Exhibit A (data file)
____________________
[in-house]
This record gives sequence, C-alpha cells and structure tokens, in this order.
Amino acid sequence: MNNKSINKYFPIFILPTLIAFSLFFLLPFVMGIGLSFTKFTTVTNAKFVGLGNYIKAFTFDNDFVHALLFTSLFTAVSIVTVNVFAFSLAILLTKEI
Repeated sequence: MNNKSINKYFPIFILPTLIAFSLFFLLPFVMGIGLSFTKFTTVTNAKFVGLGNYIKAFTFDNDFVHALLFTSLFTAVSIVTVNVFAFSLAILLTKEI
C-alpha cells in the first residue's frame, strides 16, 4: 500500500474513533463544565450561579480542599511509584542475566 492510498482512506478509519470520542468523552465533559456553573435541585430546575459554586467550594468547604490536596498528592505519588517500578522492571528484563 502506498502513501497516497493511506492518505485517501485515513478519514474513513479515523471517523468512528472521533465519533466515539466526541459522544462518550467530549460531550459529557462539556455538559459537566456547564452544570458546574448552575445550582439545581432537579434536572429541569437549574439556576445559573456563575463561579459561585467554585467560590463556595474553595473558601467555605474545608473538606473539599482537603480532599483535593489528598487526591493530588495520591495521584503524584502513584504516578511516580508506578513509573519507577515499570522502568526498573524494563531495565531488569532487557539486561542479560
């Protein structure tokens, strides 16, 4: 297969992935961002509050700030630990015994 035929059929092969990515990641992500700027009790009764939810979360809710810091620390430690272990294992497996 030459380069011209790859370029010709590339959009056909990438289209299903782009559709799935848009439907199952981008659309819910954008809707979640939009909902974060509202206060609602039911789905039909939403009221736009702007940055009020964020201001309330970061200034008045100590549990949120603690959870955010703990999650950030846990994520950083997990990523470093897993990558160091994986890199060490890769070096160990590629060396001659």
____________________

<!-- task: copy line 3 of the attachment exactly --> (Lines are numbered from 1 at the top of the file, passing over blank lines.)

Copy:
Amino acid sequence: MNNKSINKYFPIFILPTLIAFSLFFLLPFVMGIGLSFTKFTTVTNAKFVGLGNYIKAFTFDNDFVHALLFTSLFTAVSIVTVNVFAFSLAILLTKEI